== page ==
From Great Moderation to Great Stagflation
For decades, relative global stability, sound economic-policy management, and the steady expansion of trade to and from emerging markets combined to keep costs down. But now all these conditions have been overturned, and the world is settling into a dangerous and destabilizing new regime.
NEW YORK – The world economy is undergoing a radical regime shift. The decades-long Great Moderation is over.
Coming after the stagflation (high inflation and severe recessions) of the 1970s and early 1980s, the Great Moderation was characterized by low inflation in advanced economies; relatively stable and robust economic growth, with short and shallow recessions; low and falling bond yields (and thus positive returns on bonds), owing to the secular fall in inflation; and sharply rising values of risky assets such as US and global equities.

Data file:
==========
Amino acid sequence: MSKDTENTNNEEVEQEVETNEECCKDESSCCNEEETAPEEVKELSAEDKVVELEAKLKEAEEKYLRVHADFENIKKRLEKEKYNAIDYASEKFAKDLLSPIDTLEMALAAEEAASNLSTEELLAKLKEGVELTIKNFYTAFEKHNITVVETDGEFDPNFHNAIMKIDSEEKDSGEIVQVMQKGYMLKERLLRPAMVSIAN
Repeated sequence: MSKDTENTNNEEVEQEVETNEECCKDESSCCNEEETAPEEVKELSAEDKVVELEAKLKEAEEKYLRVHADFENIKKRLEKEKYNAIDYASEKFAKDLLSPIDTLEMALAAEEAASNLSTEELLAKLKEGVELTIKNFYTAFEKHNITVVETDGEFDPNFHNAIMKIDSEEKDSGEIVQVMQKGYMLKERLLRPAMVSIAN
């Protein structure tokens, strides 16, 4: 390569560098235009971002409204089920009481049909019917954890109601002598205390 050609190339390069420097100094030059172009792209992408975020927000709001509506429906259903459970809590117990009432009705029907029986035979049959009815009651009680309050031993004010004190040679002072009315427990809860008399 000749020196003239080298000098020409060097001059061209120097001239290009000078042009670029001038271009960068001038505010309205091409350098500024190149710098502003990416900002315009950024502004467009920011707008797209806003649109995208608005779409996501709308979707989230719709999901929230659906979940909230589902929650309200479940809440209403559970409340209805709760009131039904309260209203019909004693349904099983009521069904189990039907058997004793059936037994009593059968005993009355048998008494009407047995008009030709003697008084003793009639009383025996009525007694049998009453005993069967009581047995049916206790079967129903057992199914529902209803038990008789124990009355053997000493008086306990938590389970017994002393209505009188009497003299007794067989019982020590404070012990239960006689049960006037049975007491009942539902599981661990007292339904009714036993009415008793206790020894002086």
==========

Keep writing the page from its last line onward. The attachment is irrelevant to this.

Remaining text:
This extended period of low inflation is usually explained by central banks’ move to credible inflation-targeting policies after the loose monetary policies of the 1970s, and governments’ adherence to relatively conservative fiscal policies (with meaningful stimulus coming only during recessions). But, more important than demand-side policies were the many positive supply shocks, which increased potential growth and reduced production costs, thus keeping inflation in check.